Recently, a few employees at ProServeIT were the target of an incredibly devious spear-phishing attempt that, had we not been so familiar with email security, may very well have been successful. This experience has brought into light that phishing scams have entered a new level of sophistication. The new reality is that phishing scams can happen to anyone, at any time. You need to always be on your guard and educate your staff about phishing scams.

Read along to understand what phishing scams are and what you can do to avoid them. We will also share our own experience in further detail so that you can see what real phishing emails look like.

 

What are Phishing Scams?

Microsoft defines phishing as a type of online identity theft. Attackers try to trick the recipients into opening a link or attachment, replying to an email, wiring money or taking other actions. They might also try and coax the recipient into giving out corporate or personal information such as passwords, credit card numbers, or account details. What you need to note here is that these come from seemingly legitimate email addresses.

You may be familiar with one of these well-known emails that have been making the rounds for several years:

  • A solicitor or financial consultant from a European country emails you to say that his/her client invested 15 million of their currency with him/her, and they’re now deceased. If you help the solicitor, they’ll give you a percentage of the money.
  • A senator from Nigeria claims they’ve found a file at the Central Bank of Nigeria with your name on it, and they’re trying to make sure you can receive your payment. They provide you with reference numbers and ask for personal information for identification purposes. They tell you to act immediately so that you don’t lose the money in the file.
  • Someone contacts you to say they’ve been in an accident, but they believe that you’re trustworthy enough to be the business manager of their large sum of money (typically in the millions of dollars), and tells you that if you help them, they’ll pay you a percentage of their money. They ask for personal information to get in touch with you.

These are phishing attacks. However, since these emails (or similar variations of them) have been around for quite a few years, you’re most likely familiar with these, and therefore not likely to click on or respond to anyone who sends something like this. That’s why we’re seeing more and more sophisticated phishing attacks every day.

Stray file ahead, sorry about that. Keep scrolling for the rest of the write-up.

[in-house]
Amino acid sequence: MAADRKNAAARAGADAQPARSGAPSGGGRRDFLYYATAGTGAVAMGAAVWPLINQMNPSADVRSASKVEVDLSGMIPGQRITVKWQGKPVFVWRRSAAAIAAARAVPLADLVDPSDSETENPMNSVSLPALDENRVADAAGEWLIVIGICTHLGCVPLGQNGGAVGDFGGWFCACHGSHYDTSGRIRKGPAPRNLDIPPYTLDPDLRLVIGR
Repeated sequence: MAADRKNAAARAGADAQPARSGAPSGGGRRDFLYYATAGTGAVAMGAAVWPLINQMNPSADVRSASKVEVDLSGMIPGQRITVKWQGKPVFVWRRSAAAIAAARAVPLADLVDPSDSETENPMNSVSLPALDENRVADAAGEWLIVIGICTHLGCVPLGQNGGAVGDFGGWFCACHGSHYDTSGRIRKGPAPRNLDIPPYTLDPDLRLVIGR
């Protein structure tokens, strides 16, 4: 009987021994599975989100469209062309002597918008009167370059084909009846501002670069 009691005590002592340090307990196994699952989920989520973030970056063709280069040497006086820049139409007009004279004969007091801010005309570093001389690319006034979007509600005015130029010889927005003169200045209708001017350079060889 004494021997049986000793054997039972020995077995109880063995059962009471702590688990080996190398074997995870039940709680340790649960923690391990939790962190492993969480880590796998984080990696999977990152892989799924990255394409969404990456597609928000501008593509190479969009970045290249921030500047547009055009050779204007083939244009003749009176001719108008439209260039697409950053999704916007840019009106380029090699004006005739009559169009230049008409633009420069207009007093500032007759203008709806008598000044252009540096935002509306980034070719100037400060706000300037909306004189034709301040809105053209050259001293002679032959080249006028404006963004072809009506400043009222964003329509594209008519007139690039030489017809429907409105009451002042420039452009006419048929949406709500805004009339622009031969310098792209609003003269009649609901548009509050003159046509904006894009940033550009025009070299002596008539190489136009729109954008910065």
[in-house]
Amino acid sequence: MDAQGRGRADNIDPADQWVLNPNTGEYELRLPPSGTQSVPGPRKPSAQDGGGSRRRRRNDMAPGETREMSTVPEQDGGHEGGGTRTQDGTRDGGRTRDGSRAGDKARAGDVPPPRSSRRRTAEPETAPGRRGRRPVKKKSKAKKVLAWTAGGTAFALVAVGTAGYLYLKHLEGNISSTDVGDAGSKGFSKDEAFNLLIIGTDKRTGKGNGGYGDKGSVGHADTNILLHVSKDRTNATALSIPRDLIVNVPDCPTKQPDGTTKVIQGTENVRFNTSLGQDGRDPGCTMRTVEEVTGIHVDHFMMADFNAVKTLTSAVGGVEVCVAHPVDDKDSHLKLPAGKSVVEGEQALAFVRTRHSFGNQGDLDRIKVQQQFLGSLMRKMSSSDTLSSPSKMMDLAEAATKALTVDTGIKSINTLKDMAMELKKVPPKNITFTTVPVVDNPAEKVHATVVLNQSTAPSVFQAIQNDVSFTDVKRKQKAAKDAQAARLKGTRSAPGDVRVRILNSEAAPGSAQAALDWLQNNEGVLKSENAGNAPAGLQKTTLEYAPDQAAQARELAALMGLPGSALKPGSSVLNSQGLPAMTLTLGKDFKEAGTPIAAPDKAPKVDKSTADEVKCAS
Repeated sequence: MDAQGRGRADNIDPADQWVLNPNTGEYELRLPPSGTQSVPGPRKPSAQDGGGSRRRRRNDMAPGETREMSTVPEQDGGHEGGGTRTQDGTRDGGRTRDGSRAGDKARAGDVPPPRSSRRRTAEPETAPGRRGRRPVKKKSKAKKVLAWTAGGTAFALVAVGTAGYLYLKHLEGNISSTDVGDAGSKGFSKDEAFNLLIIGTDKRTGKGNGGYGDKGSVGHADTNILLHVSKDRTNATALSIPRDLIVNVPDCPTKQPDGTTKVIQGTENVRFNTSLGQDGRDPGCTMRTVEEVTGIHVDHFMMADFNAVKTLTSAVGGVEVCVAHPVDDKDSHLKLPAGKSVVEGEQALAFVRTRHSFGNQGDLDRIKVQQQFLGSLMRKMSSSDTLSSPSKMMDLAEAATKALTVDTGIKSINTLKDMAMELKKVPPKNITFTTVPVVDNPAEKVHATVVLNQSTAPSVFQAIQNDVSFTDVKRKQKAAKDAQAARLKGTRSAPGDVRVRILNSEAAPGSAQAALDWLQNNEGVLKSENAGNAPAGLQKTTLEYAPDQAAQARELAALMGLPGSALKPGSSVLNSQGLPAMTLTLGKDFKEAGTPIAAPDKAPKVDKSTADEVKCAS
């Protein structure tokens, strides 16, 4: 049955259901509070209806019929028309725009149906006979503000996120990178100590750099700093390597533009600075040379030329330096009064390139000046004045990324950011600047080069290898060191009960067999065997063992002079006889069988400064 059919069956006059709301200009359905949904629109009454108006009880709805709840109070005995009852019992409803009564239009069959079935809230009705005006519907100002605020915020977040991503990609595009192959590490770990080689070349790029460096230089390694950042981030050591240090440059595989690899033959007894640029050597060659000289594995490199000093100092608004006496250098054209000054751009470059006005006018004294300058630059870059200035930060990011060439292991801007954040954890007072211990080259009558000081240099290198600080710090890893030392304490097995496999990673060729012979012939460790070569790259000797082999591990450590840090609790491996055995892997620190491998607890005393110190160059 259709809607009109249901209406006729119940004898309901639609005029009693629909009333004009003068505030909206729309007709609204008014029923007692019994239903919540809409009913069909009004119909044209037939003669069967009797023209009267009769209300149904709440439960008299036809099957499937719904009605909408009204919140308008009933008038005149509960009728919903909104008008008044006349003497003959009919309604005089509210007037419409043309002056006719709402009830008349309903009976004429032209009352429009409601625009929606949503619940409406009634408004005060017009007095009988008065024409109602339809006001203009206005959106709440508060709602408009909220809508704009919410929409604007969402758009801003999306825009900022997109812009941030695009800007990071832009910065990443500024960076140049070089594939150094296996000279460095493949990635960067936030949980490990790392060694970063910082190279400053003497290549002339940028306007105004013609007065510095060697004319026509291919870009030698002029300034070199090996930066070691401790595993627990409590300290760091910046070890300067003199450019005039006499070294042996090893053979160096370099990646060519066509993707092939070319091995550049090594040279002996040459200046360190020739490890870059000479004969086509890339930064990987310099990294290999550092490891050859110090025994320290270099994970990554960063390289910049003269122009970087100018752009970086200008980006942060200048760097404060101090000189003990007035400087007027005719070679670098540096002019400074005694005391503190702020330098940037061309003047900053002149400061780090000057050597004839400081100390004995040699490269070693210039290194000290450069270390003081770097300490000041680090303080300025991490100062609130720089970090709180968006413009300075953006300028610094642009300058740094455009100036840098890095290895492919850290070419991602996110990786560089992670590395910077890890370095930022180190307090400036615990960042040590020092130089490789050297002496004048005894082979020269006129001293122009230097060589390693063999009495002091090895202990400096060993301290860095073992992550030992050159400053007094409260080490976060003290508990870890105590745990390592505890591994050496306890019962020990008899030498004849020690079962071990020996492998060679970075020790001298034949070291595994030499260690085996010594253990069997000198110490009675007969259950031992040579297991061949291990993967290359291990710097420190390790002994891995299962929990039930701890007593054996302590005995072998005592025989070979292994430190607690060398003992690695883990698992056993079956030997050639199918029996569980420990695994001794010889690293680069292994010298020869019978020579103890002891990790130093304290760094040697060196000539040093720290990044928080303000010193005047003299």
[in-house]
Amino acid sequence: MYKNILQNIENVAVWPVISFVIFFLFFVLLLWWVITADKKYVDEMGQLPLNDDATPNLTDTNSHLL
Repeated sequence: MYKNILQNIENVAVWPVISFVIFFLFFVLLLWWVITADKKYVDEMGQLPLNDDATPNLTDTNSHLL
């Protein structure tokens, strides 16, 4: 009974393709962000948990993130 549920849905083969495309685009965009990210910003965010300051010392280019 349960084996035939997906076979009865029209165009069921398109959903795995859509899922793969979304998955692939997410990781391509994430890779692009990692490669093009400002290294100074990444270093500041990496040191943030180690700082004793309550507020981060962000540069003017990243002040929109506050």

The Advanced Phishing Scams ProServeIT Recently Experienced

Phishing scams

This plausible email was supposedly sent from our company’s President to the VP of Sales & Marketing while our President was travelling. Except for one small problem – it wasn’t him. Someone using the email ceoexecutiveiinfo@gmail.com (although the actual email address was masked under what looked to be the President’s email) was spear-phishing our VP of Sales & Marketing.

Within the same week, three others within the organization received similar emails, all of them supposedly coming from our President, all of them asking for wire transfers. Our analysis showed that the same Gmail address had sent all the emails.

 

How Did ProServeIT Detect the Phishing Scams?

There are ways to protect yourself by detecting the threat before it becomes a threat. Microsoft Office 365 Advanced Threat Protection (ATP) is one such example, and it’s a tool that ProServeIT uses and strongly recommends. In our particular case, the second these phishing emails supposedly from the President landed in the targeted inboxes, ATP flagged the emails as fraudulent and alerted those who were targeted to the fact that they weren’t coming from whom they appeared to be.

Phishing scams

 

How Does ATP Help Avoid Phishing Scams?

Office 365 ATP helps you to protect your email against unknown and sophisticated attacks. If you have Office 365 or Exchange through Microsoft, you can add ATP on to your current subscription for a minimal fee.

Through Office 365 ATP, Microsoft helps to thwart phishing attempts in a variety of ways, such as:

  • Safe Attachments (protecting against unknown malware and viruses)
  • Safe Links (protecting against malicious URLs at time-of-click)
  • URL detonation (combination of Safe Attachments and Safe Links)
  • Reporting and Tracing (providing URL trace and reporting on advanced threats)
  • Office 365 ATP Enhanced Reporting (showing malware and spam trends in an organization)

Phishing scams

How EOP, Office 365 ATP, Safe attachments, and Safe links help fight attacks

 

Protect Yourself Against Phishing Scams

Phishing can happen to anyone. Even the people who think they’re most prepared for them. But here are two things you can do right this minute to make sure you and your staff are protected against phishing attacks:

  1. Share this blog with your team to remind them of what to expect.
  2. Add Office 365 ATP to your Office 365

Need help? Contact us today!

 

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